Non-biodegradable cotton buds prohibited in Italy from 2019: Italy will be the first country to ban non-biodegradable plastic cotton buds as of 2019. The Italian parliament adopted a proposal on 19 December 2017 to only allow the production and sale of cotton buds that are biodegradable and compostable according to the European standard EN 13432 for industrial composting. The new regulations also require providing clear information on the packaging on the correct disposal of the sticks, explicitly mentioning the ban on throwing them into toilets or drains. In 2018, the Italian government will launch an information campaign to educate about the correct disposal of cotton buds.
New bio-based barrier coatings for food packaging: Spanish research centre AIMPLAS is coordinating REFUCOAT, a new European project with the objective to develop barrier coatings and bioplastic materials for films and trays as an alternative to aluminium-based structures. AIMPLAS plans to combine polyglycolic acid (PGA) with modified silica oxide to formulate a hybrid coating with oxygen- and water vapour-barrier properties. Furthermore, a new PLA grade from corn wastes will be developed with better water-vapour barrier values than commercial grades. These developments will be combined to create recyclable packages for chicken, cereals, and snacks.
DuPont Industrial Biosciences And Wools Of New Zealand Announce Materials Collaboration: The two companies plan to create a new platform of yarns for home textiles that will offer enduring performance characteristics with a more sustainable, eco-friendly profile scheduled for release in 2018. The collaboration will be combining WoNZ’s patented source traceability and DuPont’s Sorona® fiber to develop a new line of interior and floor design products. Sorona is a polyester that is already common in consumer markets and a number of new clothing and carpeting materials. Sorona combines a bio-based molecule derived from corn with a traditional petroleum-based monomer to make a stretchier, more responsive polyester that outperforms traditional elastics.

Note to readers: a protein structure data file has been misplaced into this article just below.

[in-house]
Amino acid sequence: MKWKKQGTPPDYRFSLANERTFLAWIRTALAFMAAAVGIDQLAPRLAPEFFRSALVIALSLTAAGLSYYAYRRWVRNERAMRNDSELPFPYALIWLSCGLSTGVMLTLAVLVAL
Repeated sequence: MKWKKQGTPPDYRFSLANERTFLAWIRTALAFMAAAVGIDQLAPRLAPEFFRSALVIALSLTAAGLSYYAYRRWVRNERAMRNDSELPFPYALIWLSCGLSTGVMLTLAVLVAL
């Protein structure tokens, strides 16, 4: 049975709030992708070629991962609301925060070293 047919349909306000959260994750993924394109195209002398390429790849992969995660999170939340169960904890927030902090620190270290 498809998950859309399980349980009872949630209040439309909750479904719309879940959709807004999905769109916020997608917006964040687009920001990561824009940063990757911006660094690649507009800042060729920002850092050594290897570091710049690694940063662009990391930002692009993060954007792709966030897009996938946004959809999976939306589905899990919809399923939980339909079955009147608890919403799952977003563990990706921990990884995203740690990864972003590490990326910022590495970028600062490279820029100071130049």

Investment boost for 100% bio-based PET: Anellotech announced further investment by Suntory Holdings Ltd. (Osaka, Japan), which uses a significant amount of PET bottles across an expansive beverage portfolio. Anellotech aims to develop and commercialize a cost-competitive manufacturing process for 100% bio-based plastics to be used in beverage bottles. Anellotech’s Bio-TCat (“thermal catalyst”) process produces aromatic chemicals from non-food biomass needed to produce plastics such as polyester, nylon, polycarbonate and polystyrene. Suntory’s additional $9 million in Anellotech’s Bio-TCat technology is part of a new $15 million package and brings the brand’s total investment to more than $25 million since 2012.